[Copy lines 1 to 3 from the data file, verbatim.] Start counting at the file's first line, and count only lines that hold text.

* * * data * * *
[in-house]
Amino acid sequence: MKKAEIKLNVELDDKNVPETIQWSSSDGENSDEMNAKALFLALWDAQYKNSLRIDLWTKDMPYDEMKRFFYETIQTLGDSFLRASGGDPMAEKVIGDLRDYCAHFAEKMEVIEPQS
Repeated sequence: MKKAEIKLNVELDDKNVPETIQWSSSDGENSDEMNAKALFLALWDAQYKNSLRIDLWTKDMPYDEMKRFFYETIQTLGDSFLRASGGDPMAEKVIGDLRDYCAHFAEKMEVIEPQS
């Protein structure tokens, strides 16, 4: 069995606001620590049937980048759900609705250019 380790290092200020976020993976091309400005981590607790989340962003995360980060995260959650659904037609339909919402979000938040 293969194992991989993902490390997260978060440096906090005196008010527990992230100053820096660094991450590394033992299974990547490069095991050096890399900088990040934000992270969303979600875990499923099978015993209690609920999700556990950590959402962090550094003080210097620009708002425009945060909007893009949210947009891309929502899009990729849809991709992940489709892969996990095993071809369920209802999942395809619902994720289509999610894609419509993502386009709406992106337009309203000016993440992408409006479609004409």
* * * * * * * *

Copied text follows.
[in-house]
Amino acid sequence: MKKAEIKLNVELDDKNVPETIQWSSSDGENSDEMNAKALFLALWDAQYKNSLRIDLWTKDMPYDEMKRFFYETIQTLGDSFLRASGGDPMAEKVIGDLRDYCAHFAEKMEVIEPQS
Repeated sequence: MKKAEIKLNVELDDKNVPETIQWSSSDGENSDEMNAKALFLALWDAQYKNSLRIDLWTKDMPYDEMKRFFYETIQTLGDSFLRASGGDPMAEKVIGDLRDYCAHFAEKMEVIEPQS